Saturday, November 27
06:16 PM

Stitches in time

5 Jul 2020

Muna Ahmed Fareed, a senior member of the Muscat Quilt Guild, who loves spending her time all through the year in a creative way, says the recent lockdown in Muscat gave her more time to devote to her passion – quilting. She also availed of an opportunity to sharpen up her sewing skills, via Zoom, besides taking up walking for fitness.

Muna, who believes that every individual has a social responsibility which they must fulfil in their own way, has been instrumental in motivating a lot of women of varied nationalities in Muscat to come together to channelise their creative instincts through the art of quilting. And over the years, she, too, has learnt many new techniques from her compatriots in the women’s guild.

In charge of their annual charity quilt project, Muna discloses that the members meet once month to share ideas and new techniques to help each other enhance their own skills. However, during the lockdown, each one was on her own, though they did share designs and views via social media. The annual quilt project is compiled by different members and auctioned for charity every year.

“I have many hobbies which I could do during the lockdown. It allowed me more time to practice all of them, but I did get more time for quilting which is my favourite passtime,” says Muna, adding, “I started working on my unfinished projects and was glad to see the finished work of some quilts which I prepared during the lockdown.

Though she prefers to stay indoors, busy with her own art, Muna, who loves to work with bright colours and traditional designs, says she started to walk on a daily basis to keep fit. This was something she enjoyed and hopes to continue beyond the lockdown as she did notice the benefits on her health.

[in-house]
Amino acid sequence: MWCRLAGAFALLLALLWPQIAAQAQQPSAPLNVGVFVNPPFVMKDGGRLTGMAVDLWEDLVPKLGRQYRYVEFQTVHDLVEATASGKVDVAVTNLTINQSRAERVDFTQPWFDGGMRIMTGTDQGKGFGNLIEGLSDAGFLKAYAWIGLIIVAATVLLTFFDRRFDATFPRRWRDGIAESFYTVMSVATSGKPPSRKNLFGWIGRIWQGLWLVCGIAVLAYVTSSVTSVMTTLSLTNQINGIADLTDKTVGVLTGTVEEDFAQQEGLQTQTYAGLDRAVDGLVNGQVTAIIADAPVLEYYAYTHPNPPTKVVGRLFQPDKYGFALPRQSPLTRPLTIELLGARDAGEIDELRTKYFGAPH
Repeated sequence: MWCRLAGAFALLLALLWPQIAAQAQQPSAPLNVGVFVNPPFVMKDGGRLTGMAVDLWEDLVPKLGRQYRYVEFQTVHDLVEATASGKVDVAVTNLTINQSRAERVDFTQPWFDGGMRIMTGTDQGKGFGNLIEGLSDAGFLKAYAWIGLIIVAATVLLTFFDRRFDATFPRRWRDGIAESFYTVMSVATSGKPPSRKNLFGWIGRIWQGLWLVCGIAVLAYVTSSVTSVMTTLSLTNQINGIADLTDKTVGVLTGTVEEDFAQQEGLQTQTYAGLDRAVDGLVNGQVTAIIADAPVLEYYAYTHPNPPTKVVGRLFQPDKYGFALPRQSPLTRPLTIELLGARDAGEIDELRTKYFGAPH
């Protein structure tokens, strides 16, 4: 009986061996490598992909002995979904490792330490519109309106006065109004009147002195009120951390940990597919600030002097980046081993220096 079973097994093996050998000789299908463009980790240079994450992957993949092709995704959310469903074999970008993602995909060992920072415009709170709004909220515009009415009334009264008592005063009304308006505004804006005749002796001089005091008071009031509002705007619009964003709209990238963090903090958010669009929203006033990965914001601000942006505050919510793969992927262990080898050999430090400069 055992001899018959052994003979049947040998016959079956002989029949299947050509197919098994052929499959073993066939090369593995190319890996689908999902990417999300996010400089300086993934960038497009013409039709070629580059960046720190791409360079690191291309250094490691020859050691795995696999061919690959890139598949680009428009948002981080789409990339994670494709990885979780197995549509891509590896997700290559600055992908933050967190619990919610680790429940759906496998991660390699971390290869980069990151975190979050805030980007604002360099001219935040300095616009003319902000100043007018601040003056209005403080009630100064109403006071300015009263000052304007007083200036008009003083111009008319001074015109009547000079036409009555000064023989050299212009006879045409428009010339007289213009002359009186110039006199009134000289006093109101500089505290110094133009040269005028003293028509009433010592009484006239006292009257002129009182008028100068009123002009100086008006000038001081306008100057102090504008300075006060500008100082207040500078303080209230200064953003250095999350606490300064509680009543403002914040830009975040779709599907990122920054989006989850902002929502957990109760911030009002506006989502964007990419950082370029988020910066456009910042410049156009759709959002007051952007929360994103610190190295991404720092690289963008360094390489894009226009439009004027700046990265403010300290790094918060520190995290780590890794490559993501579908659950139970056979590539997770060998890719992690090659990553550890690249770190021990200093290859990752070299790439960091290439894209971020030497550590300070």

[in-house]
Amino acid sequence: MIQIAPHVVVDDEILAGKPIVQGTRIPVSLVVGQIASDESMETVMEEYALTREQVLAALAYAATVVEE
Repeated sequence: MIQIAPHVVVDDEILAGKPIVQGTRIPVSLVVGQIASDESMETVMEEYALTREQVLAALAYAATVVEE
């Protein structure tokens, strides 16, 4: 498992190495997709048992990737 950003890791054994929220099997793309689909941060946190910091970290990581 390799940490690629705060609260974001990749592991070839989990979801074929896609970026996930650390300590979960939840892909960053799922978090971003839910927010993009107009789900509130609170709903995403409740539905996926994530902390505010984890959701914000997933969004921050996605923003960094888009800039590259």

“I also participated in an online sewing course on Zoom for two weeks. Also, since I was unable to meet my children, family members and friends, we availed of many opportunities to chat online through different, available apps to stay connected,” she said adding, “the rest of my time was spent attending to daily requirements at home.

With regard to precautions taken by herself and her family, she said, “We were fully in agreement with the government’s directives for the lockdown to contain the spread of the virus in order to save lives. We as a family discussed this issue and agreed we will follow all directives and not venture out and hence avoid undue trouble in terms of health scare and other issues. We did not even visit our relatives nor invite them to our home. Our food supplies etc are taken care of, without putting anyone at risk. Our household helps too co-operated in this regard.”

Muna further said that her children have been trying their cooking skills by experimenting with various recipes and asking for feedback from the family members. “In addition to the cooking part, my daughter and myself starting making lovely and attractive colourful masks at home, and we also sold some. The proceeds were all sent to the Dar al Atta institution,” she said.

Muna firmly believes that the lockdown has taught everyone that nothing is permanent in life and, hence, we should use all the natural resources that God has provided in a humble and non-exploitative way. “The lesson it has provided us is that we should not, and cannot, take everything for granted. Love and respect each other, and also nature,” she said, adding, “After the pandemic subsides, probably, many may go back to their regular life-style of living while many will be very cautious and spend less time in socialising or going out for no reason at all. I think, even family gatherings will be minimised. Many things may change for the better.”

 

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